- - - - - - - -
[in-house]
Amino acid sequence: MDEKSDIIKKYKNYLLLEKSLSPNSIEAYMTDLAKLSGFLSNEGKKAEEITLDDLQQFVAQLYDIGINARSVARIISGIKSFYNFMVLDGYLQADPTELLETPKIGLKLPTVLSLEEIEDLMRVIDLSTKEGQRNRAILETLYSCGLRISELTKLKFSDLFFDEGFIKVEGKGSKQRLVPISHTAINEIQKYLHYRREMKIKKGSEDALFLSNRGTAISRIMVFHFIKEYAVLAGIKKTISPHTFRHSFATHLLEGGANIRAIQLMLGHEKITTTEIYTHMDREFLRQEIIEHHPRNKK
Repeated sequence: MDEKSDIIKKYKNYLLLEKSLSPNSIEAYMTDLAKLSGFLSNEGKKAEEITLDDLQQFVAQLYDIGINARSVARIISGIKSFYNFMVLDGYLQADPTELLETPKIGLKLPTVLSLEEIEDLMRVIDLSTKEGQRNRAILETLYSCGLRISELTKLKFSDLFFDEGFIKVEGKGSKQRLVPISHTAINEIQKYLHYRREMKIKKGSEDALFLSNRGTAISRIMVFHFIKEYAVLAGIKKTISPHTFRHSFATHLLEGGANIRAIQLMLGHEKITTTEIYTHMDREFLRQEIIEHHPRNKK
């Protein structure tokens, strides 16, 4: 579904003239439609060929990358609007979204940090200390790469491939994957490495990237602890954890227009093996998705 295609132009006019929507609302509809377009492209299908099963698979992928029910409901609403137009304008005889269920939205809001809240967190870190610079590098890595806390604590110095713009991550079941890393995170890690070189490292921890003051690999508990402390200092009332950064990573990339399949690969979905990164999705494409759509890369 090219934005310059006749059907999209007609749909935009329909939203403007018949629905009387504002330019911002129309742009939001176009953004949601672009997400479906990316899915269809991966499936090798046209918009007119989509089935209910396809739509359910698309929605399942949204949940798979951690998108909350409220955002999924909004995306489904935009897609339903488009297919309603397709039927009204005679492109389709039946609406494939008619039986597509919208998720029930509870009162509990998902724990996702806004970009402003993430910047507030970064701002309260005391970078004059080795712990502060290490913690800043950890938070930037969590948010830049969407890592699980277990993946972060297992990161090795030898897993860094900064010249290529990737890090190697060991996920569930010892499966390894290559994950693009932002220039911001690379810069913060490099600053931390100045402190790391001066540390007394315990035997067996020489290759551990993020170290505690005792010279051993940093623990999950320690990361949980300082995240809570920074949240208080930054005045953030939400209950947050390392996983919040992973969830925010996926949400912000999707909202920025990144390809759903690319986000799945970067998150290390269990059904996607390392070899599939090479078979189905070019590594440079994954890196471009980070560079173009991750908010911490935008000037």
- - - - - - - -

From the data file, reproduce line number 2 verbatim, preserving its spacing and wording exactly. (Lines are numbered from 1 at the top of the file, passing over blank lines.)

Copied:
Amino acid sequence: MDEKSDIIKKYKNYLLLEKSLSPNSIEAYMTDLAKLSGFLSNEGKKAEEITLDDLQQFVAQLYDIGINARSVARIISGIKSFYNFMVLDGYLQADPTELLETPKIGLKLPTVLSLEEIEDLMRVIDLSTKEGQRNRAILETLYSCGLRISELTKLKFSDLFFDEGFIKVEGKGSKQRLVPISHTAINEIQKYLHYRREMKIKKGSEDALFLSNRGTAISRIMVFHFIKEYAVLAGIKKTISPHTFRHSFATHLLEGGANIRAIQLMLGHEKITTTEIYTHMDREFLRQEIIEHHPRNKK